Tough Times Series: When Times Are Tough We Can Help
You've seen the headlines about the struggling economy: job losses, foreclosures, negative savings rate, recession.
In tough times, it's more important than ever to develop and maintain good financial habits. "Having a household budget and shedding high-rate credit card debt are two obvious things that could benefit most consumers," says Mike Schenk, vice president of the Credit Union National Association's (CUNA) economics and statistics department, in Madison, Wis.
"But figuring out where to start can be a daunting task—especially if you feel like you're already in trouble. The thing to remember is that it's never too late to ask for help—a trip to your credit union should be 'Job No. 1.' "
Manage your mortgageIf you have an adjustable rate mortgage (ARM) and are facing a rate adjustment, refinancing your home loan with your credit union might be the break you need. If you qualify, you could:
Even if you have a fixed-rate home loan, refinancing may free up some money you could use to:
Tap your home's equityA home equity line of credit can be a useful cushion if you're not already overloaded with debt.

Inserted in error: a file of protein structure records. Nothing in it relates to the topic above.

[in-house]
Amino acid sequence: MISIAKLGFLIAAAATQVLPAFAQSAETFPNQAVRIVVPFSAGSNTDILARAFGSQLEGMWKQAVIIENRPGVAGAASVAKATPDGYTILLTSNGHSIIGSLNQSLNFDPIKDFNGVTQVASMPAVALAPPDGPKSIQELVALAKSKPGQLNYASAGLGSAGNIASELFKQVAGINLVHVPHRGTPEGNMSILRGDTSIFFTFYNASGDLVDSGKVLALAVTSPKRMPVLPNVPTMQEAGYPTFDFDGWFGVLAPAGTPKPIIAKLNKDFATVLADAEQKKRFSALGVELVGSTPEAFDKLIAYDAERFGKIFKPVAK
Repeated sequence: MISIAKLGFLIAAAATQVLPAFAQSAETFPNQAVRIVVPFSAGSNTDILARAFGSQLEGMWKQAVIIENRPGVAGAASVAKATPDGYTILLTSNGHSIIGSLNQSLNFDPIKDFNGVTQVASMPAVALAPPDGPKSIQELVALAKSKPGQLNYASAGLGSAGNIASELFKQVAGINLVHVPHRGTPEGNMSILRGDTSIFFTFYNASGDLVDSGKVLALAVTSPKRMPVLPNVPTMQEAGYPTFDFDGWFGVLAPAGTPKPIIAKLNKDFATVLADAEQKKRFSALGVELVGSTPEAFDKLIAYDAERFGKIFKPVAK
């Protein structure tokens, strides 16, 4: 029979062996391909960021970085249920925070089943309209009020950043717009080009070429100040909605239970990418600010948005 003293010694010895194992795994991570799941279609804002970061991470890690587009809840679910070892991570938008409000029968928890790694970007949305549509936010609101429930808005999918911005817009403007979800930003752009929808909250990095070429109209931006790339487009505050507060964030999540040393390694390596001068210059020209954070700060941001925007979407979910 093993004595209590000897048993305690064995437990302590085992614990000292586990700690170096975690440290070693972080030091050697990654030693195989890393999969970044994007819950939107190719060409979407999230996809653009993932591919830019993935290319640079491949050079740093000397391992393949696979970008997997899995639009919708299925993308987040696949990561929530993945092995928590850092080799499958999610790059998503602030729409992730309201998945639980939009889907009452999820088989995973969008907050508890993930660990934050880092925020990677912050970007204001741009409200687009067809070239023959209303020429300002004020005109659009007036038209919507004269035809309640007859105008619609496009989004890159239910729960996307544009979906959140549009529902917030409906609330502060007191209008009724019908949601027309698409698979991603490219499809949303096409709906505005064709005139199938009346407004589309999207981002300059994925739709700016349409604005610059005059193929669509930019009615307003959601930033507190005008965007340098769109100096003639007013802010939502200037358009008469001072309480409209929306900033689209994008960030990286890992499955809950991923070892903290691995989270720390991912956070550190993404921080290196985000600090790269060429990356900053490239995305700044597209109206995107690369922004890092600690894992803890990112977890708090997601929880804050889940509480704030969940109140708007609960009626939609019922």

Cut credit card costsNot all credit cards are created equal. Switch to a credit union credit card—they average more than two percentage points lower than bank credit card interest rates, and often have lower fees as well.
The people at your credit union can provide balanced, practical personal finance information.
Pass up payday loansPayday lenders promise to help when you're short on cash. You'll get the money you need, but with interest rates from 300% to 1,000%.
Use direct depositNACHA, the electronic payments association, Herndon, Va., surveyed 1,505 consumers. The survey revealed that those using direct deposit save $390 a month, $90 more than those saving manually—due to consistent rather than random savings. Direct deposit gives you:
Steer clear of scamsSome scammers use negative economic news to scare investors into high-risk investments. They use investor fears to promote sketchy schemes with promises of high return and no risk that leave investors with nothing but empty wallets.
Don't wait until you're in deep trouble to ask for a financial checkup.
"As member-owned not-for-profit institutions, operating with a people-helping-people philosophy, credit unions really look out for their members' best interests. Most credit unions are happy to provide personal financial advice, and consumers who use credit unions know that their consumer-friendly pricing can result in savings of hundreds of dollars annually," says CUNA's Schenk.
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